‘Plan B’ Flips the Teen Sex Comedy on Its Head

The Four Percent


Photo: Brett Roedel/ HULU

I have to admit, I gave a little cheer when the penis showed up in Plan B. It’s not exactly a nice specimen — it’s pierced, poor thing, and when we see it, it’s not exactly full of pep. (The dong does not have star quality.) But I was thrilled to meet it nonetheless because it’s the only sexual characteristic shown nude in director Natalie Morales’s new teen sex comedy on Hulu. In that one dick shot, she reverses the genre’s usual double standard, which expects the girls to take their tops off while the boys’ shorts stay on.

I certainly don’t mean to say that Plan B is prudish or sex negative about the ladies. It starts out with a brisk bit of masturbation (our heroine has the relevant page in her anatomy textbook already bookmarked) and gets only more frank from there. It assumes young women have sexual agency, and it allows them plenty of action along variously fulfilling vectors. Yet despite — or because of — its candor, the film is careful not to traffic in titillation. Everyone is beautiful, everyone is young, but this movie is made for the people in it, rather than appealing to some creepy, objectifying gaze.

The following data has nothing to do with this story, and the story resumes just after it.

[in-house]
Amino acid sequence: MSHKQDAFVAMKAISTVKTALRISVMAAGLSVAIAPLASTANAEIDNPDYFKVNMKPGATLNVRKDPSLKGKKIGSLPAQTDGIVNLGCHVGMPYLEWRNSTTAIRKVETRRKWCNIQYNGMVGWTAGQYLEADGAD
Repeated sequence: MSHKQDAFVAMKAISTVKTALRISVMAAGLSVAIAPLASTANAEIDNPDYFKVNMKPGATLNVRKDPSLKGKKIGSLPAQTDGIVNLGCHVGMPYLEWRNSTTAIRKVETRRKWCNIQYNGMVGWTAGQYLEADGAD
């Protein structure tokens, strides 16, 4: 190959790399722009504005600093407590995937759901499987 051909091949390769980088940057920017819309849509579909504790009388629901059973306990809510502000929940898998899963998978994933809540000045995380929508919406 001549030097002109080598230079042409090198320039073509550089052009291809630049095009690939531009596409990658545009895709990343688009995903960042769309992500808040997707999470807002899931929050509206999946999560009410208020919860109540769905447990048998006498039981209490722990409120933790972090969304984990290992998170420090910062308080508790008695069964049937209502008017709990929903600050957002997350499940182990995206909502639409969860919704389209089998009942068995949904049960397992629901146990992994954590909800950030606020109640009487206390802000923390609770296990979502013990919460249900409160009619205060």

Star-in-the-making Kuhoo Verma plays Sunny, a bundle of midwestern high-school yearning just starting to sweat the PSAT. She aches for the jock-nerd Hunter (Michael Provost); she longs for a little breathing room from her controlling mother, Rosie (Jolly Abraham); and she dreams of a break from her much-loathed virginity. Her best friend, the experienced Lupe (Victoria Moroles), has her own troubles, including a pastor father who can understand neither her punk vibes nor her latest, rather elusive romantic relationship. Whatever her secrets, Lupe stands firmly in Sunny’s corner, so they hatch a plan. With Rosie out of town, they throw a party (even their casually racist classmates are allowed in), invite the crushworthy boy, and mix up a terrifying cocktail called the Skullfuck. In its sway, Sunny experiences the twin highs of empowerment and mixed liquors. “I feel so stimulated!” she shouts at Lupe as the music thumps. “Is this what white privilege feels like?”

In short order, Sunny has her first sexual encounter, falls asleep at her own rager, discovers that things may have gone awry in the condom department, and panics. Lupe reminds her that they can get the Plan B pill, and whoosh, we’re away on a picaresque adventure through the highways and byways of South Dakota hunting for that pill. There’s a special glide to road movies, and Morales finds it quickly, knowing when to linger in the car for radio sing-alongs (Christian trap? Turn it up) and when the journey needs events to accelerate.